1966–67 in Scottish football

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1966–67 in Scottish football
Flag of Scotland with football.png
Division One champions
Celtic
Division Two champions
Morton
Scottish Cup winners
Celtic
League Cup winners
Celtic
Junior Cup winners
Kilsyth Rangers
Teams in Europe
Celtic, Dunfermline Athletic, Dundee United, Kilmarnock, Rangers
Scotland national team
1967 BHC/UEFA Euro 1968 qualifying

The 1966–67 season was the 70th season of Scottish League football. [1]

Overview[edit]

A number of significant events occurred during the season. The domestic campaign was dominated by Celtic, who along with winning all 5 tournaments they entered, became the first British team to win the European Cup; the great Celtic team who achieved this were later nicknamed the Lisbon Lions.

1966–67 was arguably Scottish football's best ever season in European football, with Rangers reaching the final of the Cup Winners Cup and Kilmarnock reaching the Fairs Cup semi-finals. In addition, Dundee United marked their European debut by eliminating Fairs Cup holders Barcelona.

It was also a season in which the Scottish national team recorded one of their most celebrated victories, beating greatest rivals and World Cup holders England 3–2 at Wembley in the British Home Championship.

The season also marked the final appearance of Third Lanark, one of the founder members of both the SFA and Scottish League, who went out of business in the summer of 1967, and the league debut of Clydebank.

Scottish League Division One[edit]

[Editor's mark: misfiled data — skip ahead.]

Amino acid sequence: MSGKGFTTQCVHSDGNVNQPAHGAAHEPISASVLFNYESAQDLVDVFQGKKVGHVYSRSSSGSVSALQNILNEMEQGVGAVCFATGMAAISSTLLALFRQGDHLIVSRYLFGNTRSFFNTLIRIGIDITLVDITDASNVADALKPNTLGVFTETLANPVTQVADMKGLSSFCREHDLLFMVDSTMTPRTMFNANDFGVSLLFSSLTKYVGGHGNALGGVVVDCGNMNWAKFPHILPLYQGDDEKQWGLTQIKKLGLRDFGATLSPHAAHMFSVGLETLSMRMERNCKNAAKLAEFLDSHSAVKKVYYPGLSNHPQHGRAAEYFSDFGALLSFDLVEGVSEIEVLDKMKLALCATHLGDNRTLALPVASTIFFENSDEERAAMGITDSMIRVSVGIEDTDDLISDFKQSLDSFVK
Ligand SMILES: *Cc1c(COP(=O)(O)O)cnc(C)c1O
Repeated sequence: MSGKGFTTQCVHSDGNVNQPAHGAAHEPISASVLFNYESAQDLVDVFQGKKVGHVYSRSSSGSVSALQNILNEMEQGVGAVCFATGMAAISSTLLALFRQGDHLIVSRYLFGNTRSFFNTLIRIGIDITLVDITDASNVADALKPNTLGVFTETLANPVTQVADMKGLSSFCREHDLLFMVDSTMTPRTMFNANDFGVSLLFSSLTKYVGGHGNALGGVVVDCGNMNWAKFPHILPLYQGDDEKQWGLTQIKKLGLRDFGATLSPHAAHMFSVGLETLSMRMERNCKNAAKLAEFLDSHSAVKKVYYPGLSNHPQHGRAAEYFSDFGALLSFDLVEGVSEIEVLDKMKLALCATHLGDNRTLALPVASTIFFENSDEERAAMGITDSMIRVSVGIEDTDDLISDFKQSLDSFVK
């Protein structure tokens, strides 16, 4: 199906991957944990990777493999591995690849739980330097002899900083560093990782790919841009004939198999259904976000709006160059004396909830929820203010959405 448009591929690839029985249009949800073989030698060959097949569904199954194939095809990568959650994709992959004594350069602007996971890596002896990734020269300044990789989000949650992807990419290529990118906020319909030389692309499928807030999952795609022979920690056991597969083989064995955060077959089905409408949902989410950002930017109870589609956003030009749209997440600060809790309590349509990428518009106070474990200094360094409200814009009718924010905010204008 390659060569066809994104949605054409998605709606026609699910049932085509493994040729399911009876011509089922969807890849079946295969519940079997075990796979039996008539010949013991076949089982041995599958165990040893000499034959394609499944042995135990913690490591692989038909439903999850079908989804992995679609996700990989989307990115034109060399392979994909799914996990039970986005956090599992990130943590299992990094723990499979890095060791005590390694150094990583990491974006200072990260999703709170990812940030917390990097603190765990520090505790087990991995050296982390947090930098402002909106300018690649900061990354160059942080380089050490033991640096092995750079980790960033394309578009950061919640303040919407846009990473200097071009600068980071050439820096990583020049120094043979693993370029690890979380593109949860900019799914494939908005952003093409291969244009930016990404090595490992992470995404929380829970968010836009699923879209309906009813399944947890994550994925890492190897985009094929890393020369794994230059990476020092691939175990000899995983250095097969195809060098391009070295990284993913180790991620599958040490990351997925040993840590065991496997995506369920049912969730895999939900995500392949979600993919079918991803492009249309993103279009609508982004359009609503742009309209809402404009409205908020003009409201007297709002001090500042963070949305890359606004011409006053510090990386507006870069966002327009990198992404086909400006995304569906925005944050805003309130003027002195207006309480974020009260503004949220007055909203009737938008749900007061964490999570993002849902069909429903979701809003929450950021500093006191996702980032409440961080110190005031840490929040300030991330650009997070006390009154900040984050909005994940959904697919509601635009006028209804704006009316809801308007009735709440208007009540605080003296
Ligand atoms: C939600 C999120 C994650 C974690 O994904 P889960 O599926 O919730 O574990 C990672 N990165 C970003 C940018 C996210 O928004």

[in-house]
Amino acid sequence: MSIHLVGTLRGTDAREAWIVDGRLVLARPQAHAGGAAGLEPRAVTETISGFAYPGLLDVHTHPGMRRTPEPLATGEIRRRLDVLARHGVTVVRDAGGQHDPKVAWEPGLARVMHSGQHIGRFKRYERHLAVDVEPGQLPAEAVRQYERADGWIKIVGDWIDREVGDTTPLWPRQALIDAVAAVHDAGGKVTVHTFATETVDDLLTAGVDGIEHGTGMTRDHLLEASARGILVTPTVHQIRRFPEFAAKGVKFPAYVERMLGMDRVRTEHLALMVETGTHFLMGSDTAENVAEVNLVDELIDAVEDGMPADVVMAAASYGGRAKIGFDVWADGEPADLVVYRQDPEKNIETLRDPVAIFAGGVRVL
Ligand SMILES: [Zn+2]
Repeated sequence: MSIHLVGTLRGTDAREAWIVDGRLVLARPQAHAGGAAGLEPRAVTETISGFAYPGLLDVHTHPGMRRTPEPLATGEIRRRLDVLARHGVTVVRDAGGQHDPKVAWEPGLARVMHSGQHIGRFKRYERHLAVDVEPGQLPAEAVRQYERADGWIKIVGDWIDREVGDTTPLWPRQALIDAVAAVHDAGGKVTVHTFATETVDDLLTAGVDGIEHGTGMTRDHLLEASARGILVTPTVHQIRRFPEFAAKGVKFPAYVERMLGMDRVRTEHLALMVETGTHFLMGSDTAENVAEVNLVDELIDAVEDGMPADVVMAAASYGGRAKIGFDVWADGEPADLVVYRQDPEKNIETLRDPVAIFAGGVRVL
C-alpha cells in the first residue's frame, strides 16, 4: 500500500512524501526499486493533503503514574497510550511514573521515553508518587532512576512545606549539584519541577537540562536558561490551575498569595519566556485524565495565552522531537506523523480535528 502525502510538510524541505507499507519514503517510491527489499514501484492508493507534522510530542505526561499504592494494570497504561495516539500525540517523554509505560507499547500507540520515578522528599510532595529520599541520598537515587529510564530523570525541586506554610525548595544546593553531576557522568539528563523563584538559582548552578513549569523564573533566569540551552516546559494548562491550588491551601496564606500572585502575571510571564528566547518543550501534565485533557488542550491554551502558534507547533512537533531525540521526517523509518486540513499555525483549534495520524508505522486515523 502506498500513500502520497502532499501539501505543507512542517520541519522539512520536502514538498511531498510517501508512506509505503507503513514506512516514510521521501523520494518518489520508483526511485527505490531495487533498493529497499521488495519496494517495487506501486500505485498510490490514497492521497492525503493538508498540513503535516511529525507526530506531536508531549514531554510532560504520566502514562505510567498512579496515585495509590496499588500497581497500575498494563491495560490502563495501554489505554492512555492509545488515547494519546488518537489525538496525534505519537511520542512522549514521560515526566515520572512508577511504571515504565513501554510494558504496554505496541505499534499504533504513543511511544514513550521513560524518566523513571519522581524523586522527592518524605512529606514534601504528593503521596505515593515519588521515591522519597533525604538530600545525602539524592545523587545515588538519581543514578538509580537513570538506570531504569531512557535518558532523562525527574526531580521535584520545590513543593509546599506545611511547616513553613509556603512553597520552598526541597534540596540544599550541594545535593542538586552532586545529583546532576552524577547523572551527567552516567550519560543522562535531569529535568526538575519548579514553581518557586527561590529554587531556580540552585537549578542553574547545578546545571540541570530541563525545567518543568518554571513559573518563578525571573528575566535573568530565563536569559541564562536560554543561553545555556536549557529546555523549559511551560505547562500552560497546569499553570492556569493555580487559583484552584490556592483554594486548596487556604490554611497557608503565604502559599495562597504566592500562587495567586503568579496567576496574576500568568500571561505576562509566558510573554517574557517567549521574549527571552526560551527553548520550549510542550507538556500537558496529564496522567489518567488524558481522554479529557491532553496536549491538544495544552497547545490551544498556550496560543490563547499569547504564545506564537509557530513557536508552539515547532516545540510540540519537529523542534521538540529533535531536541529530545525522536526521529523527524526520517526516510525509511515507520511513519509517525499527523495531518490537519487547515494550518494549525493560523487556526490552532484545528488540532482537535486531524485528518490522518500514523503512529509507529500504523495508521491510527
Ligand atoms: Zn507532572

Celtic were champions for the second season running, losing only two matches, both to Dundee United; these were Celtic's only defeats against Scottish opposition during the entire season.

Clyde finished third, which is their highest ever league placing as of 2012. Clyde did not qualify for Europe, however, because Rangers finished second and took the Inter-Cities Fairs Cup place.

St. Mirren and Ayr United were relegated, meaning the former would be outside the top flight for the first time since 1936. Ayr managed only one league win during the whole campaign, and had to wait until April to record it.

P Team Pld W D L GF GA GD Pts
1 Celtic 34 26 6 2 111 33 78 58
2 Rangers 34 24 7 3 92 31 61 55
3 Clyde 34 20 6 8 64 48 16 46
4 Aberdeen 34 17 8 9 72 38 34 42
5 Hibernian 34 19 4 11 72 49 23 42
6 Dundee 34 16 9 9 74 51 23 41
7 Kilmarnock 34 16 8 10 59 46 13 40
8 Dunfermline Athletic 34 14 10 10 72 52 20 38
9 Dundee United 34 14 9 11 68 62 6 37
10 Motherwell 34 10 11 13 59 60 −1 31
11 Heart of Midlothian 34 11 8 15 39 48 −9 30
12 Partick Thistle 34 9 12 13 49 68 −19 30
13 Airdrieonians 34 11 6 17 41 53 −12 28
14 Falkirk 34 11 4 19 33 70 −37 26
15 St. Johnstone 34 10 5 19 53 73 −20 25
16 Stirling Albion 34 5 9 20 31 85 −54 19
17 St. Mirren 34 4 7 23 25 81 −56 15
18 Ayr United 34 1 7 26 20 86 −66 9

Top scorer[edit]

Scottish League Division Two[edit]

Morton, relegated the previous year, made an immediate return to Division One. They won the title by an eleven point margin from Raith Rovers, who were also promoted.

Clydebank, who had been established as a separate senior club in 1965 following their ill-fated merger with East Stirlingshire, were elected to the Scottish League in 1966, and finished third from bottom in their inaugural season.